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Guided Phonetic Reading

Particularly effective with very visual children, Guided Phonetic Reading teaches reading and spelling in English as a skill to be learned through practice, rather than as a set of rules. The daily decoding practice is made easy through the use of images for each sound.

What is it?

Guided Phonetic Reading (GPR) is a new approach, developed in the early years of the 21st century. It includes elements of Whole Word and Synthetic Phonics theories, but is a fundamentally different approach to either of the old systems, which have been in use since the 18th century.

The basis to Guided Phonetic Reading is the principle that:

"You must read English through a rapid decoding ability, and
that is most easily developed as a skill through regular practice,
not through any attempt to teach the 'rules' of English spelling."

The reason for seeing English-language literacy as a skill is that English spelling is very irregular. There are over 100 letter patterns to represent our 46 sounds, in over 450 letter-pattern-to-sound relationships. So there is massive inconsistency. If you teach a "rule" it will soon prove to have exceptions. But the good news is that the brain can deal with massive complexity in the subconscious mind, if it gets enough practice at it.

So Guided Phonetic Reading helps the child learn to read by reading, which is a central element of all Whole Word methods. But the focus in the reading practice is on decoding, which is central to Synthetic Phonics.

What sets GPR apart is how you help the learner decode.

How does it work?

GPR uses visual images above the text to spell out the word phonetically. By creating a different image to represent each sound in English, you have 46 visual images that are easy to recognize as they float over each grapheme. The learner can now decode any word without outside help. For instance, you would think that the word 'was' should rhyme with 'gas'. Unfortunately it doesn't! In GPR, the image over the 'a' in 'was' will actually be the same image that would appear over the 'o' on 'hot'. And the image over the 's' will be the same image that would appear over the 'zz' in 'buzz'.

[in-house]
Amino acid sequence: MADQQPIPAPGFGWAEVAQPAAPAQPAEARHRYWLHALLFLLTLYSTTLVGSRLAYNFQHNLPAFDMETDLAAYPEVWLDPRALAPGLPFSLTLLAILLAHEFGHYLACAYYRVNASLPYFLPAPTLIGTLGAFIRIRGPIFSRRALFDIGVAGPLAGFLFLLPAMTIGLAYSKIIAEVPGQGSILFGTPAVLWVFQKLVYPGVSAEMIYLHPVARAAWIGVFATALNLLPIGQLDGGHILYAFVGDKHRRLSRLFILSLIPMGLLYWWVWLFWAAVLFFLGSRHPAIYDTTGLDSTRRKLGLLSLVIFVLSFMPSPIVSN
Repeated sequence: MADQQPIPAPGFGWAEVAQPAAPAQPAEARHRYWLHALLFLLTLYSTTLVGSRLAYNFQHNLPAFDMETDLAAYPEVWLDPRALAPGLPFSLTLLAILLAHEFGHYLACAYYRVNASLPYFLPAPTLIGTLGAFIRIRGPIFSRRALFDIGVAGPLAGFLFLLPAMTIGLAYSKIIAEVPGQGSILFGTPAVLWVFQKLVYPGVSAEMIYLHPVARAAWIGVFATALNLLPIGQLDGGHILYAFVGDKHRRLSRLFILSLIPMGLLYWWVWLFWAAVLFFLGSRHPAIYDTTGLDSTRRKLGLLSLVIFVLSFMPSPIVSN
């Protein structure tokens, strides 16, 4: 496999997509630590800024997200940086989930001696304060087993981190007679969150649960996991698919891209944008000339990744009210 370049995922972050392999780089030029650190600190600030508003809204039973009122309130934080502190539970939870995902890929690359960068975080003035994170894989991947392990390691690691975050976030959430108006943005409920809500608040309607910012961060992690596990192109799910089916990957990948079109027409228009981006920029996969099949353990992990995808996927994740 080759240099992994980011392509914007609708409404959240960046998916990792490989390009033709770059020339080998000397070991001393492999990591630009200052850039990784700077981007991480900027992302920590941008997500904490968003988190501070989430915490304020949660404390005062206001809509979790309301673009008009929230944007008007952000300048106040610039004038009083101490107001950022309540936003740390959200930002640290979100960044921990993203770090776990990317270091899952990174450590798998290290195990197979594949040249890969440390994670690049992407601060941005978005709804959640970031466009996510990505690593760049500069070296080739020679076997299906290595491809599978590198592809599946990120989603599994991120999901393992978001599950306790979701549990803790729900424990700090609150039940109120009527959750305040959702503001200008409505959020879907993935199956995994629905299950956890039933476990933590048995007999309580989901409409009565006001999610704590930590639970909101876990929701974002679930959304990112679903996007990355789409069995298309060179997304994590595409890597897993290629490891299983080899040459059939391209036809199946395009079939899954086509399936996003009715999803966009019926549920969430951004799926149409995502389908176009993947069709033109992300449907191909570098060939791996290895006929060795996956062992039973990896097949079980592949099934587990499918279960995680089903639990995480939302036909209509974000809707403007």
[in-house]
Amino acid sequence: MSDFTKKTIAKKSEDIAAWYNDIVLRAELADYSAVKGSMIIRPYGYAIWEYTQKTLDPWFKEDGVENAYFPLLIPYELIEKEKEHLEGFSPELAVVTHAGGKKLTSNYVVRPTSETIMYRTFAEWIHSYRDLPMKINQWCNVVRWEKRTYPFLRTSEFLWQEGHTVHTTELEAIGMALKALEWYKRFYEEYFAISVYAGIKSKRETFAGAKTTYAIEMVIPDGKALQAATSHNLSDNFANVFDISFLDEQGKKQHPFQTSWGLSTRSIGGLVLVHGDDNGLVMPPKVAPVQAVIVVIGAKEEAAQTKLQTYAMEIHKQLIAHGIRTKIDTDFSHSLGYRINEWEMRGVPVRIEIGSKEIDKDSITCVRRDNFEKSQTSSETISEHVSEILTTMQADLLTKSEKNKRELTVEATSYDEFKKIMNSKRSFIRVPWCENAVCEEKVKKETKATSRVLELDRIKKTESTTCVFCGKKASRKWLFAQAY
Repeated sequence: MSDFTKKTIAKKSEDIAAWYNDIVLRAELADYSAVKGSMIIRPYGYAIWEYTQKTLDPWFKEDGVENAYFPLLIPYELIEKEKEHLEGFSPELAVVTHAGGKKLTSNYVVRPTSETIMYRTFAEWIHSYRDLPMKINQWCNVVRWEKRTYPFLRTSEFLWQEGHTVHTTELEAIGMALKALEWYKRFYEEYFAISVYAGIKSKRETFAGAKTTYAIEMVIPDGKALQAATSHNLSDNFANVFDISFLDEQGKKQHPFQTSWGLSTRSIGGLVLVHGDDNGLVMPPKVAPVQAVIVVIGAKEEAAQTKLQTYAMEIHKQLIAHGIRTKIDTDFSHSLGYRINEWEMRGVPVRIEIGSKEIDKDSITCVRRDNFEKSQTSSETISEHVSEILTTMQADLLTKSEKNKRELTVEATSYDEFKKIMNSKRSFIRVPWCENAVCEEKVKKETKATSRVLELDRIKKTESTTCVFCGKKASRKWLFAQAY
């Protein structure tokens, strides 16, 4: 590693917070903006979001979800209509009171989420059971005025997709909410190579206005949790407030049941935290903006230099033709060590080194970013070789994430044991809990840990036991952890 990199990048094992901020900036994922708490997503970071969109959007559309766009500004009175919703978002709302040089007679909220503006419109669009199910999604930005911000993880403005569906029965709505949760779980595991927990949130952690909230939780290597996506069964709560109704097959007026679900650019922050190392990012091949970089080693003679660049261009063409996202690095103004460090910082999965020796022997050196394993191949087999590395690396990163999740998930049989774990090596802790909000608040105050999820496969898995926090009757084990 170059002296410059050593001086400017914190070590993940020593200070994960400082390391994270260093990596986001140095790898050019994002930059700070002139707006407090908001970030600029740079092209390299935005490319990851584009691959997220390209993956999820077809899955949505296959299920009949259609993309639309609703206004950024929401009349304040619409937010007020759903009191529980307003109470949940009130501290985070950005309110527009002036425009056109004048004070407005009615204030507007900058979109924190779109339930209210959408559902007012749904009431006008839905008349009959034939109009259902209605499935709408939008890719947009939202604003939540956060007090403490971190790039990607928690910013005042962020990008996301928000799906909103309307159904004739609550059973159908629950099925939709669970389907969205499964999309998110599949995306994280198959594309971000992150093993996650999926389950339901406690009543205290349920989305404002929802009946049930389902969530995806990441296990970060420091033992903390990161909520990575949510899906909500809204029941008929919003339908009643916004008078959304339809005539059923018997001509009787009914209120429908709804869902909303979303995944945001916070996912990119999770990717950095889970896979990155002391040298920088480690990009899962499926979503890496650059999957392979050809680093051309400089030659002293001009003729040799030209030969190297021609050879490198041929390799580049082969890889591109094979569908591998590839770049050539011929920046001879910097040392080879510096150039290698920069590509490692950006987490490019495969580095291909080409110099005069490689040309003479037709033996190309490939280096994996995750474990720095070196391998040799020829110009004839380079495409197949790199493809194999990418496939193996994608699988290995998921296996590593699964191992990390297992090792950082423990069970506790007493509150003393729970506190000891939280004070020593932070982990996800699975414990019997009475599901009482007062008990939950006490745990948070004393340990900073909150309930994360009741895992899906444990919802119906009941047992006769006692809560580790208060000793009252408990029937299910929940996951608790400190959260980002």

So the learner now has a phonetic code linked to the actual letters that helps them read out any word correctly. We call this Trainertext.

The routine of spending 10-15 minutes each day successfully decoding text with the help of the images, builds the experience needed for the subconscious brain to recognize all the different patterns in words confidently. Initially it is a slow process, but as the rapid pattern recognition cortex in the brain builds a mapping of all the grapheme-phoneme relationships, it eventually becomes so fast that you cannot even feel the decode process happening. Interestingly, the brain is so sophisticated that it can even decode words that have been jumbled up. Here is an exmalpe of a snetnece wirtetn with jmulbed up wrods wihch you can probbaly raed amlsot as qiukcly as nroaml txet.

Good comprehension is more easily achieved through the decoding process (as opposed to the sight-reading process), because the linguistic cortex, which manages comprehension, is tied into the auditory cortex. So GPR methods have a strong outcome for building good comprehension abilities.

And the basis of all good spelling is in having a good decoding strategy to your reading. Sight word readers may be able to pass a spelling test by revising the list of words the night before, but their spelling in free writing is always atrocious.

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